Other facets of Memphis Milano and fundamental to design is about people, human beings and involves two basics of design. One is concerned with the primal, trans-cultural activity of mark making. The other is how the mark and its message is communicated to those people who are the intended recipients of the marks. Sottass’s concern for our essential human essence in design and his recognition of our detachment from it is evident in the article, ‘When I Was a Very Small Boy’ here.

Developments in literary criticism brought about by Ferdinand de Saussure’s Course in General Linguistics and published posthumously in 1916 by his former students. His theories had a monumental impact on the social sciences of the 20th-century. Saussure is widely credited as being the father of modern linguistics, semiotics and more pointedly Structuralism. 

During this epoch ground breaking work by the structural anthropologist Claude Lévi-Strauss was published throughout the late 1940s and early 1950s and whose master project extended in to the second half of the 1960s was also well known. It is not too presumptuous to assume that as a writer and intellectual Barbara Radice would know of these developments in literary criticism, her field of professionalism.

Another presumption of small magnitude I suggest is that as an artist and designer concerned with mark-making Ettore Sottsass would be knowledgeable of the teachings at the Bauhaus 1919-1933. In particular the publications by prominent teachers there who sought to codify colour, line and form. The influence of the Bauhaus on 20th century art, design and architecture can not be underestimated.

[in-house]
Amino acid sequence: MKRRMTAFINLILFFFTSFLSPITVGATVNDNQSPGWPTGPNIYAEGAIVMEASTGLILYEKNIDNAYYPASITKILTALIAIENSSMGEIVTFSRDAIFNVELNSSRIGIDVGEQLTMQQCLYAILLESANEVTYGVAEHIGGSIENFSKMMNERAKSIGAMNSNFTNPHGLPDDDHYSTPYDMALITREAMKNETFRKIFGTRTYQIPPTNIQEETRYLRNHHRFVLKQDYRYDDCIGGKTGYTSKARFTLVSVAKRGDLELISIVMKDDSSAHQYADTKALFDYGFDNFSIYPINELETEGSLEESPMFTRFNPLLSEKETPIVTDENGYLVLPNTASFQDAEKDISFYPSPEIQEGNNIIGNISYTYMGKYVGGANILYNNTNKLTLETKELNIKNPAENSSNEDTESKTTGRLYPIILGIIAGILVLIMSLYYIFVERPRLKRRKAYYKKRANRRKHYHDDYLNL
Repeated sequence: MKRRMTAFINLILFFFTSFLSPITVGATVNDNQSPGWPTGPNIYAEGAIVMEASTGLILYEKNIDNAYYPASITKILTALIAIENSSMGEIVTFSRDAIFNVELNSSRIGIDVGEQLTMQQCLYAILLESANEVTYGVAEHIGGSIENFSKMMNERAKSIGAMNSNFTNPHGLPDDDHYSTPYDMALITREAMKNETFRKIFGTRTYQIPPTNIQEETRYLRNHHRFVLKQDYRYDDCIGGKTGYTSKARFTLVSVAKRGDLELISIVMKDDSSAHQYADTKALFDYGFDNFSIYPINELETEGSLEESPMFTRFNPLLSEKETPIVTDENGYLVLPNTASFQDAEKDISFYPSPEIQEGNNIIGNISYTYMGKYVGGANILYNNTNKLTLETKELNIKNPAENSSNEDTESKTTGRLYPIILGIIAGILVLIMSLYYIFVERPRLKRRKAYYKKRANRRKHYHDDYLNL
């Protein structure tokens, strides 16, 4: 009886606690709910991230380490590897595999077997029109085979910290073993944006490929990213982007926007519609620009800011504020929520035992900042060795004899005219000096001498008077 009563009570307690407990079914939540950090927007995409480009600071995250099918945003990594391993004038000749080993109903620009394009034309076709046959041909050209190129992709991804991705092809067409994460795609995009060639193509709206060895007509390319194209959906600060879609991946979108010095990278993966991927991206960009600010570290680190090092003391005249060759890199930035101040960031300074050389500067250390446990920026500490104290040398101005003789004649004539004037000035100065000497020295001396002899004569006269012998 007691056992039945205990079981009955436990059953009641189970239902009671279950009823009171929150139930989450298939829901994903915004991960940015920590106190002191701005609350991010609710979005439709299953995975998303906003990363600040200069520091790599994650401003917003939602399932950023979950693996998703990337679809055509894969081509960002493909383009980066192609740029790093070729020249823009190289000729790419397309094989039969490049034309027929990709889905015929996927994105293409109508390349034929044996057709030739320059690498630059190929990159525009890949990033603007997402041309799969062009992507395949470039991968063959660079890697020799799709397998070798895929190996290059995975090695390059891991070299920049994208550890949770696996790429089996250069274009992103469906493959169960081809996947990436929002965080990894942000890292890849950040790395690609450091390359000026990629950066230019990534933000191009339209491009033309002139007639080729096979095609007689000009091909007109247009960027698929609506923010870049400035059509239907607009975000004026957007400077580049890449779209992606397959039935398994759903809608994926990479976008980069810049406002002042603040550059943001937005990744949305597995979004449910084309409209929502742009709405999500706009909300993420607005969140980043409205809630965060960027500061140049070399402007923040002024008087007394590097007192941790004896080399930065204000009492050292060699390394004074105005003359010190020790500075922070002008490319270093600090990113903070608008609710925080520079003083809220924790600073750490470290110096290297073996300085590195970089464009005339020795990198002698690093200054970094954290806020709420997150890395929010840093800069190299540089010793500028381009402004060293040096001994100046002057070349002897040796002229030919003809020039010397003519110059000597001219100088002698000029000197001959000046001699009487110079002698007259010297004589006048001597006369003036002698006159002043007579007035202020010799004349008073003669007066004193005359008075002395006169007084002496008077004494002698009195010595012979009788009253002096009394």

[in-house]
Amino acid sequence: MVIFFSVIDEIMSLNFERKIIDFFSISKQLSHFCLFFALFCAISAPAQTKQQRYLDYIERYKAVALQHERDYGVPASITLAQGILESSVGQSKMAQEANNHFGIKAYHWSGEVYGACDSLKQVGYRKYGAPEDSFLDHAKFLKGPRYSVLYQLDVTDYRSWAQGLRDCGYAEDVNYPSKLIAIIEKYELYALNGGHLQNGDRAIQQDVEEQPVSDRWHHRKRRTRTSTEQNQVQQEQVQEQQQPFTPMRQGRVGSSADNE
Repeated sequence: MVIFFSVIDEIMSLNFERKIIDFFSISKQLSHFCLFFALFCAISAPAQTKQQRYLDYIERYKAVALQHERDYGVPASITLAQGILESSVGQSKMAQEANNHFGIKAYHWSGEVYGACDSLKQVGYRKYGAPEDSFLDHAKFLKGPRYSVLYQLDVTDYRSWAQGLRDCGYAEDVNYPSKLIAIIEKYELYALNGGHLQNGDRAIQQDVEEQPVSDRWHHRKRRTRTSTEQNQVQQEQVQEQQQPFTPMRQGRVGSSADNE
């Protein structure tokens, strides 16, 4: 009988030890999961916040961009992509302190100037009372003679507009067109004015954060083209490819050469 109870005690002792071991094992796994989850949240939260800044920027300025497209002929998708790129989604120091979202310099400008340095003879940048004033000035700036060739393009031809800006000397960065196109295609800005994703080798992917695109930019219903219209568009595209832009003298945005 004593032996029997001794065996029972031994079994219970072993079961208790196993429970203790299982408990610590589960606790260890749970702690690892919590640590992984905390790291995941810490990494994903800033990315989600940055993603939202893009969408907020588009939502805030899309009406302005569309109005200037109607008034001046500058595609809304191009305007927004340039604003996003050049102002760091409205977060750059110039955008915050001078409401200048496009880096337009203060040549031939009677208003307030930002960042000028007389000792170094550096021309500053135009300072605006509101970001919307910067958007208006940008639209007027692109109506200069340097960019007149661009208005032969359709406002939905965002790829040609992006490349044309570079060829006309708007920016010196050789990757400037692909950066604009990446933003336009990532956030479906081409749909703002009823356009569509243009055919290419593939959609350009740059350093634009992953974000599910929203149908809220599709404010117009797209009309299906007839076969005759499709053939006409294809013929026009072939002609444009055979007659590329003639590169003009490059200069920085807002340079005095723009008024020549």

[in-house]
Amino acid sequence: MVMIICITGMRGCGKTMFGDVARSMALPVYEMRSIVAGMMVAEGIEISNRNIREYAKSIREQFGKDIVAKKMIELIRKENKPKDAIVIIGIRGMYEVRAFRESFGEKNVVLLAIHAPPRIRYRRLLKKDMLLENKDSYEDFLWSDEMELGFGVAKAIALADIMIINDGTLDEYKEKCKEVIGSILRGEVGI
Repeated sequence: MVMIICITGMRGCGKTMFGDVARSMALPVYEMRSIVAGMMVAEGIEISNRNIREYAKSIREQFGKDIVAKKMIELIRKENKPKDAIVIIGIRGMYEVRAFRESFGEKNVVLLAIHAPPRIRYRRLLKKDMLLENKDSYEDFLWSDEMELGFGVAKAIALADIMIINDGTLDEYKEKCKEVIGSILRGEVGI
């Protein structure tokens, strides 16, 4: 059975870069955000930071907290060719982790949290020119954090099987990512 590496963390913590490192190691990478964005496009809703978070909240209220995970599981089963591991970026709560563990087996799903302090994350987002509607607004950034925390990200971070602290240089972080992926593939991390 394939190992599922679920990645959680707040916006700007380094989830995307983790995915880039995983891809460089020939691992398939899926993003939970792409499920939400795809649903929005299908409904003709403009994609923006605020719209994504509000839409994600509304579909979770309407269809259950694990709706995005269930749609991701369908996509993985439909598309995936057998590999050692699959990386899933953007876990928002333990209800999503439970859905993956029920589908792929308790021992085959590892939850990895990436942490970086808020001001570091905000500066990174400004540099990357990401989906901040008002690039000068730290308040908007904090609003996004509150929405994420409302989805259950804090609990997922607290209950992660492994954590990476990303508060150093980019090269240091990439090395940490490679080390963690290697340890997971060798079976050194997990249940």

From art and design a lexicon of marks . . .

From structural linguistics a methodology with which to encode the marks and from structural anthropology a theory of our common human and primal essence. It was a synthesis of these great 20th century advances in thought that enabled the precipitation of a new visual language.

The tenet is that objects can be encoded with signs integrated in to the design of an artefact that use language as a model producing culturally significant objects. Similar to (“Malabar” 1982, Ettore Sottsass, below left) and anthropological (“Carlton”, 1981 Ettore Sottsass, below right).

Ettore Sottsass Malabar
Ettore Sottsass Carlton

As with all languages to articulate meaning structure and context is all important, syntagmatic solidarities. To pluck a unit of meaning from its context and to locate it elsewhere out of context and without meaning may have a sensational originality but was often used by the masses with meaningless ignorance. Without history or depth it can only bask in the shallows of consciousness where its evaporation is assured. This was the sufferance that was to follow Memphis.

Unknown Student Work.
Without doubt a language orientated Postmodern Design.

Structural Linguistics was cutting edge thinking in the 80’s and 90’s and required study. It produces linguistically literate and culturally significant articles (sofa above) that are very easy to confuse with ‘Postmodernism in design’ but, are fundamentally different. A few early Memphis pieces hinted towards this though were more embracing of a zeitgeist. Ettore Sottsass understood that design is cultural and demonstrated this by his use of materials, forms, construction for their symbolic value in his designs.

Postmodern design workshops

In essence the projects I ran at the colleges and universities in the UK were postmodern design workshops. Projects were in two parts. Students researched the symbolic significance of colour, line and form in the first part. The second part saw the realisation of a design for a serviceable object.

Above is a seat that was the result at the end of one such workshop. The students name I forget annoyingly. His solution is a stunning example of postmodern design – there were many.